I say it should have been redirected to the goatsecx guy...that'd be an interesting turn of events for some 8-year-old trying to check his mail, eh?
  • can we all agree that whoever snaps it up just keeps it for as long as we can? Put up a big Bill the Borg picture. I'd like that.
  • Right/left? (Score:5, Funny)

    by grasshoppa (657393) * <skennedy@nOSPAm.tpno-co.org> on Thursday November 06, 2003 @12:43PM (#7407828) Homepage
    Right hand, this is left hand, come in, over.
    • Can you hear me now? over... hello... hello?
    • Right hand, this is left hand, come in, over.
      This is Microsoft. The right hand is in their pocket playing with that big lump of... liquid cash. The left hand is trying to get into your pocket for your... lump of cash. Somehow, an extra hand seems to be holding gullable/unwitting companies by their lumps of cash in some sort of vise and won't let go. With the cloth and distance between them, it's no wonder they don't communicate.
  • Would life without Hotmail mean less spam?
    • Actually, I think your butterfly flapping its wings will only cancel out my butterfly if it is flapping 180 degrees out of phase with mine. Otherwise, me thinks that your butterfly and my butterfly may be additive, at least during various flapping cycles (if you are slightly out of phase with mine). YOU, with your flapping butterfly's wings, mis-timed in relation to mine is causing the drought in the Western USA and leading to the wildfire danger.

      I had my butterfly timed so as to increase the precipitat

  • Weird (Score:4, Interesting)

    by Yarn (75) on Thursday November 06, 2003 @12:45PM (#7407850) Homepage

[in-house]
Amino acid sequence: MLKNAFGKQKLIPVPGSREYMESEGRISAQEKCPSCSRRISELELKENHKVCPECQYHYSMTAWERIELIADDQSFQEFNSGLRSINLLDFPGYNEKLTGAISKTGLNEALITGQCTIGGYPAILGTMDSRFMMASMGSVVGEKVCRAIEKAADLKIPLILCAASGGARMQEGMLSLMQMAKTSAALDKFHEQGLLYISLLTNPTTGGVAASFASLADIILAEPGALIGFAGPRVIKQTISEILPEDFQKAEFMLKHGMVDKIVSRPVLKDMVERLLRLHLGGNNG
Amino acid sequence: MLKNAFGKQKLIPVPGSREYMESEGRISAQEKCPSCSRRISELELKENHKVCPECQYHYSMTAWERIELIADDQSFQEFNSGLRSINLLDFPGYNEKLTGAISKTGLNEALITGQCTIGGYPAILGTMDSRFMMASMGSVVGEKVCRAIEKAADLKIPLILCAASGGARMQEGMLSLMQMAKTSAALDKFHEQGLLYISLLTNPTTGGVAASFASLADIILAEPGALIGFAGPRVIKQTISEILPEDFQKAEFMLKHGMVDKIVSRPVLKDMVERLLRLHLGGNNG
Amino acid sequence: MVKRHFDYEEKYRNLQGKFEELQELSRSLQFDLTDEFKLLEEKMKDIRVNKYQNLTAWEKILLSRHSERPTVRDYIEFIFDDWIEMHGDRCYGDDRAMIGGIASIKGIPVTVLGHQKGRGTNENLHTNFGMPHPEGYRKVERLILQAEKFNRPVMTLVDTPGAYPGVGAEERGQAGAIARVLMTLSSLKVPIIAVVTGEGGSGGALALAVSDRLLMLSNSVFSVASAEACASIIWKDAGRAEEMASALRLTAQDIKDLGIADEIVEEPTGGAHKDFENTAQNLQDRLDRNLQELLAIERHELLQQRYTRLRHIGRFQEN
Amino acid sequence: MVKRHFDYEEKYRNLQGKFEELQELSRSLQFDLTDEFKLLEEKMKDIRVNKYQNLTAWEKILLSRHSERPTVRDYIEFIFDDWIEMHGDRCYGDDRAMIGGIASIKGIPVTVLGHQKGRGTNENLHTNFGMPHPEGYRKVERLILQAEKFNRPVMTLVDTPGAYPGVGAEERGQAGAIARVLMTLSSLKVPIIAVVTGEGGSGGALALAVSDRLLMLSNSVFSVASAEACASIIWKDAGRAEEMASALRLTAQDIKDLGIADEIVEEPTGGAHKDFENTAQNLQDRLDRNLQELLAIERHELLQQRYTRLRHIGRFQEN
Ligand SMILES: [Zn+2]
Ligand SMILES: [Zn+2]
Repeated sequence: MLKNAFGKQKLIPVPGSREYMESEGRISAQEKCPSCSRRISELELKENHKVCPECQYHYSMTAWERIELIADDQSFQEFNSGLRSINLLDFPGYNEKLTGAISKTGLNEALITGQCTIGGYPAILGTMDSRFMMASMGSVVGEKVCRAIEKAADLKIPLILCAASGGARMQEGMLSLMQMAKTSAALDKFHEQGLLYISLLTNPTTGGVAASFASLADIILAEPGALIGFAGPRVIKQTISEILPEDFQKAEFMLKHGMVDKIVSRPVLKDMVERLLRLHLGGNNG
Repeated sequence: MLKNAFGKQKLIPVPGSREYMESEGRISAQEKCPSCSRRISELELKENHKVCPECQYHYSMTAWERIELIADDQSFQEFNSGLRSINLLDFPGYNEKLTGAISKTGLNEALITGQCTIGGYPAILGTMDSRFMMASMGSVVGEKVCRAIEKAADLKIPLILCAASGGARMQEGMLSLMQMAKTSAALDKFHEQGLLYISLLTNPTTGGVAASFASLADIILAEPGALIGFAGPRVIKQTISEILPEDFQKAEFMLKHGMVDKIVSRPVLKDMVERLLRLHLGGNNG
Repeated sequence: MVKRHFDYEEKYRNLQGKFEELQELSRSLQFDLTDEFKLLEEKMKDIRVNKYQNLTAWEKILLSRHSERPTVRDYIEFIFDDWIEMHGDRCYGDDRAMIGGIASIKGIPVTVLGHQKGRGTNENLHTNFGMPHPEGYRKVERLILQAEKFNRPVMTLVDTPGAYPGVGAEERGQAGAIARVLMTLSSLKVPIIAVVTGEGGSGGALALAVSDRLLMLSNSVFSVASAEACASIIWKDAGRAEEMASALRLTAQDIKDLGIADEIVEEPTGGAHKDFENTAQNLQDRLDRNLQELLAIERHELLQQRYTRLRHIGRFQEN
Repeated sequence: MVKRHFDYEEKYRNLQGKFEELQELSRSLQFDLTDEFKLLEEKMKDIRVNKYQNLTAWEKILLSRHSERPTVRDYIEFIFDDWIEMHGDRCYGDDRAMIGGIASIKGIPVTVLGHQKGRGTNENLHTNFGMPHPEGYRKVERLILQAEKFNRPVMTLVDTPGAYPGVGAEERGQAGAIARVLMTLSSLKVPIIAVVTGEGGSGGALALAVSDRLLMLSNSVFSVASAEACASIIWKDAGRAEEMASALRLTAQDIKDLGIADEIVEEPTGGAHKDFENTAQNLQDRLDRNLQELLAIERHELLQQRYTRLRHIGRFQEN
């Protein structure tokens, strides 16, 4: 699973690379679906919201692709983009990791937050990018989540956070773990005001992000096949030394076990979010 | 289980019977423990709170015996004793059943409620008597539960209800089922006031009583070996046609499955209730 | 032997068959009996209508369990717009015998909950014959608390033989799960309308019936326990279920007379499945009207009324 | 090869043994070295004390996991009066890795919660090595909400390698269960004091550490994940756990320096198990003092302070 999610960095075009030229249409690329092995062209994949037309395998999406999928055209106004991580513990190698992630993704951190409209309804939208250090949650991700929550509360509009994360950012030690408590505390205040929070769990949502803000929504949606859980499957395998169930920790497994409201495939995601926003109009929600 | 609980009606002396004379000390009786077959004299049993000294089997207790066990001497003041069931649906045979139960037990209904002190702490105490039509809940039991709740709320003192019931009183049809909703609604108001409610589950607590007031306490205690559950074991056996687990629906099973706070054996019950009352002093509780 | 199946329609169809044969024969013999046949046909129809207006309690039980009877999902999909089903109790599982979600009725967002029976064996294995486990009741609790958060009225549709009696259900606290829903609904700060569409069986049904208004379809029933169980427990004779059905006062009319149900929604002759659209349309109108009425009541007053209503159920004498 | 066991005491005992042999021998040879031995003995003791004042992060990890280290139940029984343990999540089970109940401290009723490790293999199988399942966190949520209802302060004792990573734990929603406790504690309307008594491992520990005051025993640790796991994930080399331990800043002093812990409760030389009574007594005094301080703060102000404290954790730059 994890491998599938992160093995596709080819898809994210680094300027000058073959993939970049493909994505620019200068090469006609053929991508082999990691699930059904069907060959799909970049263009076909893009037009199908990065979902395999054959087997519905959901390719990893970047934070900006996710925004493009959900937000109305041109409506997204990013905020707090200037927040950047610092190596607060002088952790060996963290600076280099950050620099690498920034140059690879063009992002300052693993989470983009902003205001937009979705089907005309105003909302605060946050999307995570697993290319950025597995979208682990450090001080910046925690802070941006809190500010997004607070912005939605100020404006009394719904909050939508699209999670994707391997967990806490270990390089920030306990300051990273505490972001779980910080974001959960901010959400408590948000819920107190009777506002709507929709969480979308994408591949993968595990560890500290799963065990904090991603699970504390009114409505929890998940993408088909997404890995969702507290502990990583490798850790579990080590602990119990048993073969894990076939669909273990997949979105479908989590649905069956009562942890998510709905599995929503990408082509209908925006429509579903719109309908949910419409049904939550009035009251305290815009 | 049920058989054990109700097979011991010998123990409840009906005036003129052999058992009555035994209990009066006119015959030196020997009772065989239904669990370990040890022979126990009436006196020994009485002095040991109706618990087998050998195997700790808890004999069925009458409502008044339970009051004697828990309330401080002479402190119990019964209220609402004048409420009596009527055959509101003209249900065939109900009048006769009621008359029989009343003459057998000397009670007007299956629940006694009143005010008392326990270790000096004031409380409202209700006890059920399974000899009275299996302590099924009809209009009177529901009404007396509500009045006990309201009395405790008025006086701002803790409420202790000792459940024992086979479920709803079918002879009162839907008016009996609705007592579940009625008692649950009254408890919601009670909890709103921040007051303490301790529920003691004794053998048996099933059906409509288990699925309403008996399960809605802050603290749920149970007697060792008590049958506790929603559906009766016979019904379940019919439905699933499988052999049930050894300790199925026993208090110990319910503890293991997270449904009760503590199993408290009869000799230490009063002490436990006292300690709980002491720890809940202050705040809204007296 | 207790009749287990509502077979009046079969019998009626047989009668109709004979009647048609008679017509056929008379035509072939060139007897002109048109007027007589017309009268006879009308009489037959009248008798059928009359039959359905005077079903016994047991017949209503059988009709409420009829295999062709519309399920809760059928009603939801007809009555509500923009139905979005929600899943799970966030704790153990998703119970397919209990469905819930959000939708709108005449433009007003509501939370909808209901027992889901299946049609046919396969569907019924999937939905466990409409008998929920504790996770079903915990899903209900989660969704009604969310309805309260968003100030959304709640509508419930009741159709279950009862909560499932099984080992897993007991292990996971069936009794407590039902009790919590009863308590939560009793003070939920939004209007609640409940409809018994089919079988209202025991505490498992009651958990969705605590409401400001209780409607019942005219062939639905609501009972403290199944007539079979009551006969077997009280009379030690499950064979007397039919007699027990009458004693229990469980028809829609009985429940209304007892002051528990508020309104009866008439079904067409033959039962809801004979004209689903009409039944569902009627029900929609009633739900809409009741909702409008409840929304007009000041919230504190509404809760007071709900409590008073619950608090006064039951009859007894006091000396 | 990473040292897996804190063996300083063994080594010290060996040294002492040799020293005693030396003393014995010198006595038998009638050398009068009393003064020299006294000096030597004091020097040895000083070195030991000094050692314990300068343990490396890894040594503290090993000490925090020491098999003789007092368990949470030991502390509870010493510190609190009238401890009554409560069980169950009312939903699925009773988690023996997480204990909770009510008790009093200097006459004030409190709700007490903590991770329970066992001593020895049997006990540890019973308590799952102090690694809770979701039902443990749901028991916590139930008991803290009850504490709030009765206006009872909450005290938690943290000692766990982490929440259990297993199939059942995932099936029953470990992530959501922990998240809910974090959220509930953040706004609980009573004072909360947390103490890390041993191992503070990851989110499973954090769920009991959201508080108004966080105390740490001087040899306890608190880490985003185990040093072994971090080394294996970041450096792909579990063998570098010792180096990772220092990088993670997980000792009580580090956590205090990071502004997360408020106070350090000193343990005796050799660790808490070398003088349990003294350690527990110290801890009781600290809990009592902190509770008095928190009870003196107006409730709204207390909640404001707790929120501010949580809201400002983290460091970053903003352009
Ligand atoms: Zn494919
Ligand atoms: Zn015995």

I was under the impression that Nominet [nic.uk] don't allow re-registration if a domain expires, only if it's explicitly released. My domain lapsed a year or so ago (registrar didn't renew it for me in time) but is still in my name, if inactive. They charge about 80 to reactivate a domain, such a money making exercise.
    • Yes that is what I thought, the domain is "detagged" for god knows how many years after it expires, and only then is put back into the pool.

      It is very very strange and suspicious that this was put back into the registration pool on the day it expired, when I am still waiting for domains I registered 3 years ago to drop out of detag status and become available for registration. (cypheria.co.uk, registered august 2000, expired aug 2003, still listed as detagged, cant detag it as I have lost the cert and can
  • for when fools will do it for you.....
  • hotmale (Score:3, Funny)

    by rf0 (159958) <rghf@fsck.me.uk> on Thursday November 06, 2003 @12:47PM (#7407876) Homepage
    Prehaps someone should just register hotmale.co.uk and point it to them

    Rus
    • Honestly, I sometimes think about registering Hotmial.com because when I manually enter the url, about 1 in 20 times that's what I end up typing.

      Then I think about how many other people with Hotmail accounts might be doing the same thing and how much smoke might start rising from my server, slap myself, and forget the idea for a while.

  • how difficult is it for a company to have database for all domainnames they have, and a field "exp_date"? or do they have one and it's accesss based, written in VB?

    PAT
    • how difficult is it for a company to have database for all domainnames they have, and a field "exp_date"? or do they have one and it's accesss based, written in VB?

      They probably do.

      But the expiry search only looks for today's date....
    • Poster wrote:
      how difficult is it for a company to have database for all domainnames they have, and a field "exp_date"? or do they have one and it's accesss based, written in VB?

      Ah, there's the problem. That's probably what they have, and it BSODed on them.

      ... 'Cause we all know how hard it is to have a cron job that just does a "select domain_name from domain_names where expiry_date = date() + 1".

  • Webservices and XSD (Score:4, Interesting)

    by boatboy (549643) on Thursday November 06, 2003 @12:52PM (#7407941) Homepage